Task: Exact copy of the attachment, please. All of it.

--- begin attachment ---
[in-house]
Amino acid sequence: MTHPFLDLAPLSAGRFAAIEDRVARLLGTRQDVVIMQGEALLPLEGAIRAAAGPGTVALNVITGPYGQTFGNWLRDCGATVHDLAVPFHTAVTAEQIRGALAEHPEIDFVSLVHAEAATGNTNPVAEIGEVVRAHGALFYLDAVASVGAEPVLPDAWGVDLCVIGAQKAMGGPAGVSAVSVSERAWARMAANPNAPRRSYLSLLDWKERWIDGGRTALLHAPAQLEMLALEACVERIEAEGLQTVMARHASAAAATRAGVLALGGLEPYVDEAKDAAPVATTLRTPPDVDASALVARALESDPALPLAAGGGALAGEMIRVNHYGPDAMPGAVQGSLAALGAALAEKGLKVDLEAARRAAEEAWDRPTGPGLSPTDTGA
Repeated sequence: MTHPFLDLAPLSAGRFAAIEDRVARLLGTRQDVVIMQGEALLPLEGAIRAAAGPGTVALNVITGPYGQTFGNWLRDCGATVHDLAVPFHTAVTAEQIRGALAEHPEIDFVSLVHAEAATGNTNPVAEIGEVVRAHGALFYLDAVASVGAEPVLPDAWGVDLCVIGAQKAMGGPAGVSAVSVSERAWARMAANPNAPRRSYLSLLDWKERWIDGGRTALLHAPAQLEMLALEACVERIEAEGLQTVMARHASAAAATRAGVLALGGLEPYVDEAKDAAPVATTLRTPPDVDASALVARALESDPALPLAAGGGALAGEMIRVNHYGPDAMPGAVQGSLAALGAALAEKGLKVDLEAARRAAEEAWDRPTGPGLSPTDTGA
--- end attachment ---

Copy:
[in-house]
Amino acid sequence: MTHPFLDLAPLSAGRFAAIEDRVARLLGTRQDVVIMQGEALLPLEGAIRAAAGPGTVALNVITGPYGQTFGNWLRDCGATVHDLAVPFHTAVTAEQIRGALAEHPEIDFVSLVHAEAATGNTNPVAEIGEVVRAHGALFYLDAVASVGAEPVLPDAWGVDLCVIGAQKAMGGPAGVSAVSVSERAWARMAANPNAPRRSYLSLLDWKERWIDGGRTALLHAPAQLEMLALEACVERIEAEGLQTVMARHASAAAATRAGVLALGGLEPYVDEAKDAAPVATTLRTPPDVDASALVARALESDPALPLAAGGGALAGEMIRVNHYGPDAMPGAVQGSLAALGAALAEKGLKVDLEAARRAAEEAWDRPTGPGLSPTDTGA
Repeated sequence: MTHPFLDLAPLSAGRFAAIEDRVARLLGTRQDVVIMQGEALLPLEGAIRAAAGPGTVALNVITGPYGQTFGNWLRDCGATVHDLAVPFHTAVTAEQIRGALAEHPEIDFVSLVHAEAATGNTNPVAEIGEVVRAHGALFYLDAVASVGAEPVLPDAWGVDLCVIGAQKAMGGPAGVSAVSVSERAWARMAANPNAPRRSYLSLLDWKERWIDGGRTALLHAPAQLEMLALEACVERIEAEGLQTVMARHASAAAATRAGVLALGGLEPYVDEAKDAAPVATTLRTPPDVDASALVARALESDPALPLAAGGGALAGEMIRVNHYGPDAMPGAVQGSLAALGAALAEKGLKVDLEAARRAAEEAWDRPTGPGLSPTDTGA